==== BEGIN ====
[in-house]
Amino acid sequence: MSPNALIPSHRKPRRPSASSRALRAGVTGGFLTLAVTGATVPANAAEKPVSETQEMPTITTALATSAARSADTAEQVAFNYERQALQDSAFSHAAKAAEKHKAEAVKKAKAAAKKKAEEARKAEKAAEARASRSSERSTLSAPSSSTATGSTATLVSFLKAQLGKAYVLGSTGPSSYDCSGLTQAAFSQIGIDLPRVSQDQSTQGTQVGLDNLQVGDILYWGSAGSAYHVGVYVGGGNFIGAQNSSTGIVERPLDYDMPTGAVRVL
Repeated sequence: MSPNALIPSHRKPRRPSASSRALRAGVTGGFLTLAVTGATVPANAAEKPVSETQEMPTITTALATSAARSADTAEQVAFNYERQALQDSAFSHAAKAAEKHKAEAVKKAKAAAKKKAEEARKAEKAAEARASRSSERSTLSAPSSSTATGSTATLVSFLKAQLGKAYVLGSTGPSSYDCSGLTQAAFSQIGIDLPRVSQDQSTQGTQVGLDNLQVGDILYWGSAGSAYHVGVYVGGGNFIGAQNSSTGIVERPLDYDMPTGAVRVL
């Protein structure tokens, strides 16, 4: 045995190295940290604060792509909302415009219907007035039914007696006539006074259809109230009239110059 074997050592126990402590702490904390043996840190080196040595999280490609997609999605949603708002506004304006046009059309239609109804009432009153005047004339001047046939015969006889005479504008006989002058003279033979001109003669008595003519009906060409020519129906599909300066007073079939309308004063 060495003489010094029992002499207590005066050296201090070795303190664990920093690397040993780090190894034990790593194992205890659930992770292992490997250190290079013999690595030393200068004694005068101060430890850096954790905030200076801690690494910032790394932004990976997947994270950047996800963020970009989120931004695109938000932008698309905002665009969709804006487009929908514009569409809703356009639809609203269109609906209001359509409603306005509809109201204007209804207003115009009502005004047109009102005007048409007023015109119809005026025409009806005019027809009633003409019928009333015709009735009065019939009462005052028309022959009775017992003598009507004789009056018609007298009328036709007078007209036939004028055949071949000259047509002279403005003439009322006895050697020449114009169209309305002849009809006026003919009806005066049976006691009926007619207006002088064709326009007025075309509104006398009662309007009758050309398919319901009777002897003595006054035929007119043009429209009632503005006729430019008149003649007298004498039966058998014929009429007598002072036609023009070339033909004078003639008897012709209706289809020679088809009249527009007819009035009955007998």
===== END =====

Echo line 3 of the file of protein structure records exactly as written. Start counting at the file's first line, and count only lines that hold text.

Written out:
Repeated sequence: MSPNALIPSHRKPRRPSASSRALRAGVTGGFLTLAVTGATVPANAAEKPVSETQEMPTITTALATSAARSADTAEQVAFNYERQALQDSAFSHAAKAAEKHKAEAVKKAKAAAKKKAEEARKAEKAAEARASRSSERSTLSAPSSSTATGSTATLVSFLKAQLGKAYVLGSTGPSSYDCSGLTQAAFSQIGIDLPRVSQDQSTQGTQVGLDNLQVGDILYWGSAGSAYHVGVYVGGGNFIGAQNSSTGIVERPLDYDMPTGAVRVL